Being a fullback is no easy ride; they provide the last line of defence, they are the ones to get the blame if something goes wrong, they are the defensive organisers and the key cog in the attacking wheel. Since Super League was founded in 1996, there have been a number of brilliant fullbacks that have made the No.1 shirt their own. Here are five of the best:

Paul Wellens

Mr St. Helens himself, Paul Wellens played all his career at the Merseyside club - a career which spanned 17 years. Wellens debuted for Saints all the way back in 1998 and didn't hang up his boots until 2015, becoming one of the most inspirational and hard-working fullbacks in the history of Super League.

Over the course of his career, Wellens scored over 1,000 points - a total of 231 tries, 40 goals and one drop-goal - in 493 games. Wellens was such a key figure for the Saints in the 2000s and early 2010s that he is only the third person to ever win the Lance Todd Trophy, the Harry Sunderland Trophy and the Man of Steel.

For St Helens, Wellens' record is seriously impressive. Whilst at the Lancashire club, the fullback won five Grand Finals, five Challenge Cups and two World Club Challenges, firmly etching his name into St Helens folklore. His club form was so good that he earned international honours - 11 caps for England and 20 for Great Britain. Wellens also made national history in 2006 as he was a key part of the Great Britain team that beat Australia - 12-23 - on their own soil for the first time since 1968.

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A true professional, it was a shame that Wellens' career ended midway through 2015 due to a hip injury. He will truly be remembered as one of the greatest fullbacks - not just for St Helens, but in the British game.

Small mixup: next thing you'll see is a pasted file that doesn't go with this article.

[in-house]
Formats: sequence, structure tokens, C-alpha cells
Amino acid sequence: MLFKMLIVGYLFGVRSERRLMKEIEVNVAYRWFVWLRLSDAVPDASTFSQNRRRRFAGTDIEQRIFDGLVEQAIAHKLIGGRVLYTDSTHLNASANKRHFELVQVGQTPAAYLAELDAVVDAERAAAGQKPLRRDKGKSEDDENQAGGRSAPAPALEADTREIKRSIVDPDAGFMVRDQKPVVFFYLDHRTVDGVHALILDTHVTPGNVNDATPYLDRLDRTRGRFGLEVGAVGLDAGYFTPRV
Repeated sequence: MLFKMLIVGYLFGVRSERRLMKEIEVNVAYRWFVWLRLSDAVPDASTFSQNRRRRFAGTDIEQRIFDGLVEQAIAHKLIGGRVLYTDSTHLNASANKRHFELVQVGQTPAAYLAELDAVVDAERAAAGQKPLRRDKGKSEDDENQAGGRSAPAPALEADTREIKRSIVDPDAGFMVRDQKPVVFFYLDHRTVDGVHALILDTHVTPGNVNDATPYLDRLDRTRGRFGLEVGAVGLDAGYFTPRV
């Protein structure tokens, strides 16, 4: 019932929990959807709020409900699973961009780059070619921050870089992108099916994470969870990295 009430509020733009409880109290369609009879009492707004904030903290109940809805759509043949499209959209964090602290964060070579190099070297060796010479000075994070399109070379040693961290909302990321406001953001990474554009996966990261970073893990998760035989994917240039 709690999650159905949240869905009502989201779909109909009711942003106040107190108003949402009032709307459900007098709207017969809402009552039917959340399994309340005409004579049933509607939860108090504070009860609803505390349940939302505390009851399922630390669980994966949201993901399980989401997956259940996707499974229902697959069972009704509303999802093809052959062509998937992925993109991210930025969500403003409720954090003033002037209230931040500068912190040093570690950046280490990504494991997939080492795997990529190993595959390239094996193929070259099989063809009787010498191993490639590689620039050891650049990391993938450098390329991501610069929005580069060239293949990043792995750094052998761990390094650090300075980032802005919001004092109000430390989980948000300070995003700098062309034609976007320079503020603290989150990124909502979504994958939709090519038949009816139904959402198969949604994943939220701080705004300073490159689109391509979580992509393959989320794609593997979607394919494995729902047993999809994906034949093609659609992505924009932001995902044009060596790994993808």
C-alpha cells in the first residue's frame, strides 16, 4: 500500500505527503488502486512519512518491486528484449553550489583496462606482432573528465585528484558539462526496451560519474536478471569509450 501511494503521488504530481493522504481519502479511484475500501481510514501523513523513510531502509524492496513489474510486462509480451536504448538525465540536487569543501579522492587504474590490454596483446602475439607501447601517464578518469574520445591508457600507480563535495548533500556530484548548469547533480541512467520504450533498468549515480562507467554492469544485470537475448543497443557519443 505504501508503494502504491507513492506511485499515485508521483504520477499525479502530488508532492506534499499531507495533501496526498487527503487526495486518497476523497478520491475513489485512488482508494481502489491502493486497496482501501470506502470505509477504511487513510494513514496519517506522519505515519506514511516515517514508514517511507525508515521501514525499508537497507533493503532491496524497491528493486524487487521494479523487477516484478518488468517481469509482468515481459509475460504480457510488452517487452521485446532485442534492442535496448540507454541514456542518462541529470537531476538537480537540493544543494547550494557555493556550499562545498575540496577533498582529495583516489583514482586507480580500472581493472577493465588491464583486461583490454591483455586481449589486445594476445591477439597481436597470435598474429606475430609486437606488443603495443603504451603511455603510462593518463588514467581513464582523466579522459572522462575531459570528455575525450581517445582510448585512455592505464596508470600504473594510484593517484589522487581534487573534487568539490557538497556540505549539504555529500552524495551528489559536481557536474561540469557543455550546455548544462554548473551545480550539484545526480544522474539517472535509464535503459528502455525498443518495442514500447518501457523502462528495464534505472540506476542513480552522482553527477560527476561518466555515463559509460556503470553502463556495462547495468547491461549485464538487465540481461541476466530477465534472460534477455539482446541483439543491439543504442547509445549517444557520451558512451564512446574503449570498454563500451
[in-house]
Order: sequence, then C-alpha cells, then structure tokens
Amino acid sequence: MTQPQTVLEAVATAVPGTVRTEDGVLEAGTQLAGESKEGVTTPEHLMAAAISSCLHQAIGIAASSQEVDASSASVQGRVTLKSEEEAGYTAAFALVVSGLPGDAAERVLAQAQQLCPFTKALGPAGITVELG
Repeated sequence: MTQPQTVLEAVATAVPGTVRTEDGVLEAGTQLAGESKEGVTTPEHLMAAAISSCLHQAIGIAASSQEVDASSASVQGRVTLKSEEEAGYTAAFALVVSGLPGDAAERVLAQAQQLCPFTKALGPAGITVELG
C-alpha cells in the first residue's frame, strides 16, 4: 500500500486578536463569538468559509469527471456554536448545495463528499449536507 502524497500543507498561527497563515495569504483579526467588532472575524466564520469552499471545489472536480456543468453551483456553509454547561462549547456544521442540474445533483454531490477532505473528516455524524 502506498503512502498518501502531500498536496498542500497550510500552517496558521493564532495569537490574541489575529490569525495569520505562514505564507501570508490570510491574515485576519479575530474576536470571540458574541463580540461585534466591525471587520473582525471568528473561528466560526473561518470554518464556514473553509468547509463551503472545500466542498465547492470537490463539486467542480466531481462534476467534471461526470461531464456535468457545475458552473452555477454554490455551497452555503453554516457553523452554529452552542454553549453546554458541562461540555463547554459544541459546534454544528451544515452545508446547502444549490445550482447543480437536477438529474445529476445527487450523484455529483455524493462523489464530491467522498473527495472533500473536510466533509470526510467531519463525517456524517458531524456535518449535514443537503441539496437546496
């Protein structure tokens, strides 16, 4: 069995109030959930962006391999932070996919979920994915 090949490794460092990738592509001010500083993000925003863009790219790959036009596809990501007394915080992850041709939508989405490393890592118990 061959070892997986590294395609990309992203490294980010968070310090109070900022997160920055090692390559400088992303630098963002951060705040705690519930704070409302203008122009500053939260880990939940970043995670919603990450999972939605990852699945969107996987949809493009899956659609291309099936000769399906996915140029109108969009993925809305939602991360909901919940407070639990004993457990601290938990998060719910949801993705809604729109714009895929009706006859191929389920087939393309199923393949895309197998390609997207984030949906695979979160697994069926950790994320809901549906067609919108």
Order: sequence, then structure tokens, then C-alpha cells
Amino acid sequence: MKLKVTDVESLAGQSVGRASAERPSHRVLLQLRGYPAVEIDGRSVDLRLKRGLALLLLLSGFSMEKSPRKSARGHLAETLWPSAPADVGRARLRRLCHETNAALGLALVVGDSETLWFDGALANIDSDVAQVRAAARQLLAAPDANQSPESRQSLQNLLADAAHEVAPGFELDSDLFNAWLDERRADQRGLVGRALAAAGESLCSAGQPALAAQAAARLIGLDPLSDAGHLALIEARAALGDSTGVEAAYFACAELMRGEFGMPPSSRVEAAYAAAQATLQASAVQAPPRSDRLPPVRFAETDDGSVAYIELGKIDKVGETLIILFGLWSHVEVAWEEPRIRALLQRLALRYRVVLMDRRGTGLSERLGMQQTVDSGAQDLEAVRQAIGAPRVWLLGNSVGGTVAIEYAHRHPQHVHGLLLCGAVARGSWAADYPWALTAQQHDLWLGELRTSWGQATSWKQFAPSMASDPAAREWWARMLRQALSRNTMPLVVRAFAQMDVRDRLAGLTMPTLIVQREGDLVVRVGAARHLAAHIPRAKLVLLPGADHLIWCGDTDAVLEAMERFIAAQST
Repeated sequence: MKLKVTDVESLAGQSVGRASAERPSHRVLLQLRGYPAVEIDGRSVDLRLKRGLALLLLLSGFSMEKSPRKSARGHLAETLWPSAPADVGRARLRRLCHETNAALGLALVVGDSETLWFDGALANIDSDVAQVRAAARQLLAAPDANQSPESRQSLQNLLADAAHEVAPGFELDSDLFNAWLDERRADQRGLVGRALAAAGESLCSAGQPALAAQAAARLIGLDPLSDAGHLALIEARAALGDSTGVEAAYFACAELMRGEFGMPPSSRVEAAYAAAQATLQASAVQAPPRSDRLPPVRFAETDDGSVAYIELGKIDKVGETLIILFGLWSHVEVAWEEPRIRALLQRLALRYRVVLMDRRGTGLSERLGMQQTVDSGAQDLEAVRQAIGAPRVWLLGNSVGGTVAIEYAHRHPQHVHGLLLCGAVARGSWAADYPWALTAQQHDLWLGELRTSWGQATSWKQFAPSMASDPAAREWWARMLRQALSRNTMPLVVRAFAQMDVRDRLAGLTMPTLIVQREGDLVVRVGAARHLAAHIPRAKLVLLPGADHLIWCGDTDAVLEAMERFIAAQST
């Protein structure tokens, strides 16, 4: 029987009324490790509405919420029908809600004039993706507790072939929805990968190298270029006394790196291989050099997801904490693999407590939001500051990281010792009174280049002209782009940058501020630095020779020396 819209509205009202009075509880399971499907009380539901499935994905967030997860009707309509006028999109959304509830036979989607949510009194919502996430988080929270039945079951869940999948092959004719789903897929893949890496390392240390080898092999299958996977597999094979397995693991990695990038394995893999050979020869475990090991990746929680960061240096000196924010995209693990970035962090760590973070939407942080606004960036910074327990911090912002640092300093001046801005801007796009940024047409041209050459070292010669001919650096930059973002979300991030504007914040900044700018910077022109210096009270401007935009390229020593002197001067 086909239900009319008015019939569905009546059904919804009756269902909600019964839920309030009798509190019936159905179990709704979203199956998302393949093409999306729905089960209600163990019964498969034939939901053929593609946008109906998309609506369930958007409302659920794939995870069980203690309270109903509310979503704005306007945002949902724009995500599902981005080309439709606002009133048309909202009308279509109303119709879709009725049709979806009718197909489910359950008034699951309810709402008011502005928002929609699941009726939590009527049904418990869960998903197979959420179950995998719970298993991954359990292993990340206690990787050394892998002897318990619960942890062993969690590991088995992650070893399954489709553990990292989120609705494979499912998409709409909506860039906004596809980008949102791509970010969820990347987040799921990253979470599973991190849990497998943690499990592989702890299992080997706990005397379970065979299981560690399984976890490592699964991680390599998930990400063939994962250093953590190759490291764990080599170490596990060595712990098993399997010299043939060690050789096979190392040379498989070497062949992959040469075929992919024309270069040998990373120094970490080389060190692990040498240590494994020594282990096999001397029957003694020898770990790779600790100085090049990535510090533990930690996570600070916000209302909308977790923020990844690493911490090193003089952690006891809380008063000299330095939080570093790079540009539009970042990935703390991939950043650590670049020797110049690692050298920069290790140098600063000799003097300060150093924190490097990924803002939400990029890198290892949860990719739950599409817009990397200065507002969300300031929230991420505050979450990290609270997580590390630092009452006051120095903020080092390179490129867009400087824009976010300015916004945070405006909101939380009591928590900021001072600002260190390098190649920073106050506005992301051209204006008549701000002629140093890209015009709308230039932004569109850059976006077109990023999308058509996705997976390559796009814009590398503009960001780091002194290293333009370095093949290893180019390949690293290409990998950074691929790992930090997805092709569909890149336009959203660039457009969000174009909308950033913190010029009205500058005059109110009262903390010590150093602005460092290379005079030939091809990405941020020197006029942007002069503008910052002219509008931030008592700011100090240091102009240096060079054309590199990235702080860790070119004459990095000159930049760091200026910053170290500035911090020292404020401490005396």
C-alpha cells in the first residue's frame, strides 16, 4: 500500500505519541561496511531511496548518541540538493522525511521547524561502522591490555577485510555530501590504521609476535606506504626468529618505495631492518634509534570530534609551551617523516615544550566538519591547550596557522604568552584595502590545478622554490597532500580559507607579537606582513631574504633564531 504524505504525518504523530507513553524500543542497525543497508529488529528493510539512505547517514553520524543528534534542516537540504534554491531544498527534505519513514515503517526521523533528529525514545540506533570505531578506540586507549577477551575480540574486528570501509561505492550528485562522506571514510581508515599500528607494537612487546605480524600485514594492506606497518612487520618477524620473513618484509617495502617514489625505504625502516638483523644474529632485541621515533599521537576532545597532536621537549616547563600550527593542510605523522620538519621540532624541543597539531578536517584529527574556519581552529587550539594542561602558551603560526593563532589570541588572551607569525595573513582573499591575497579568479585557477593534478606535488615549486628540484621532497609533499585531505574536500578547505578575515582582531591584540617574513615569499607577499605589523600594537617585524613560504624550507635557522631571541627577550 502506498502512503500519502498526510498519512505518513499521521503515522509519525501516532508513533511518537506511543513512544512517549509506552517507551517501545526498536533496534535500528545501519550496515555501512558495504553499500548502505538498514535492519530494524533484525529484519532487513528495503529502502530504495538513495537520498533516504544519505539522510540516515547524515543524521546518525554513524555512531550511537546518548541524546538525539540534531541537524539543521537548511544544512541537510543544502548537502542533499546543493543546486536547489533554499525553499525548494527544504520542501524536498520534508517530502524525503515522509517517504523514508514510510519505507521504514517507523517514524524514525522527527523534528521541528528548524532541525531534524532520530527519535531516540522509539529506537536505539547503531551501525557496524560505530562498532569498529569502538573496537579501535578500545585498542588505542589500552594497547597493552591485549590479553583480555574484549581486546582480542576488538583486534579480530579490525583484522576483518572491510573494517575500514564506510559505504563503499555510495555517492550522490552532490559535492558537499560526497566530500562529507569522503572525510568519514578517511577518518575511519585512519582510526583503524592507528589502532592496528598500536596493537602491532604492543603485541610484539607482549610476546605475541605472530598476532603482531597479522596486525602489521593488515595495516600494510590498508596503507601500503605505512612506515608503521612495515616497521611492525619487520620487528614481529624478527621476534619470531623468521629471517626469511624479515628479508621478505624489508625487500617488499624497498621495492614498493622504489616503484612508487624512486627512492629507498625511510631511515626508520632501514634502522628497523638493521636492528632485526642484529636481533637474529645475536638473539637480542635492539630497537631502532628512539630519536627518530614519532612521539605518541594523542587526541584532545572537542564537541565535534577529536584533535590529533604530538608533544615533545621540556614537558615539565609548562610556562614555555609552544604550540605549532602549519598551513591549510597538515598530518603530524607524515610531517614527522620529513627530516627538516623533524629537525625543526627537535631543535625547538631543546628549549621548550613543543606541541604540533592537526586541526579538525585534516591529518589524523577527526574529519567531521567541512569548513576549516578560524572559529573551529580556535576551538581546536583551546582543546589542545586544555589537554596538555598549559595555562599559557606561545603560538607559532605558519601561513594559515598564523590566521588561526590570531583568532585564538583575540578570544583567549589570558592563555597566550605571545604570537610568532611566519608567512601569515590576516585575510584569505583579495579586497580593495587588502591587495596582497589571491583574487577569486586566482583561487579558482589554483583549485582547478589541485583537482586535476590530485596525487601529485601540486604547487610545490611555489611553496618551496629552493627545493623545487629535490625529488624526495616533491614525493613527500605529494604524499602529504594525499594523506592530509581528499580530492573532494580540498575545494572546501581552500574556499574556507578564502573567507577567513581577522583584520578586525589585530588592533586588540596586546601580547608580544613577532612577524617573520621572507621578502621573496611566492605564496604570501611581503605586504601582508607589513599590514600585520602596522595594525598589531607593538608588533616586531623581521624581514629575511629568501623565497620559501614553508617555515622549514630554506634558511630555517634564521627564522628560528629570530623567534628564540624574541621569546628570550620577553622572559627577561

Kris Radlinski

Kris Radlinski was another fullback that spent his entire career at his hometown club - this time Wigan. Over the course of 13 years, Radlinski appeared 323 times in a Warriors' shirt, scoring 183 tries and bizarrely kicking one goal. After playing at amateur level for Wigan St Patricks and Wigan St Judes, Radlinski signed professionally with Wigan at the age of 17. Though Kris played for Wigan three years before the creation of Super League in 1996, it was the move to the summer game which saw him come of age. A potent attacking threat and an incredibly astute defender, Radlinski became one of Wigan's most important assets around the turn of the century.

Radlinski won three Premiership/Grand Finals (1994-95, 1996 and 1997), one Regal Trophy (1995-96) and one Challenge Cup (2002) with Wigan.

On an individual level, Radlinski also won the Harry Sunderland and Lance Todd trophies in 1995 and 2002 respectively, and was even awarded an MBE in 2007 for his services to the sport. And, like Wellens, Radlinski's form at club level was enough to win him international honours. The fullback was capped 10 times by England and 20 times by Great Britain.

Like Wellens once more, the athletic Radlinski was forced to retire in March 2006 aged just 30 because of persistent injuries. But, it was a testament of how much he loved the Wigan club that 'Radz" came out of retirement in June in an attempt to help the suffering Warriors side in 2006. He retired "fully" at the end of the 2006 season.

Luke Dorn

The first Australian on the list, Luke Dorn - aged 22 - moved to London Broncos ahead of the 2005 season after being only a bit-part player for both Manly and Sydney Roosters in his native country. For two years he played in the capital, making his name as a prolific try-scorer with 42 tries in 58 games, before Dorn moved to Salford in 2007.

He stayed in Lancashire for just one year, scoring 11 tries in 27 games. His next club was in West Yorkshire - more specifically, Castleford. Here he excelled and quickly became a fans' favourite with his superb attacking skill and lightning pace. Again though, Dorn was only at the Jungle for a season - scoring 19 times in 26 games - before he relocated to the capital once more. Though he was initially a stand-off, it was at fullback where Dorn began to make his mark.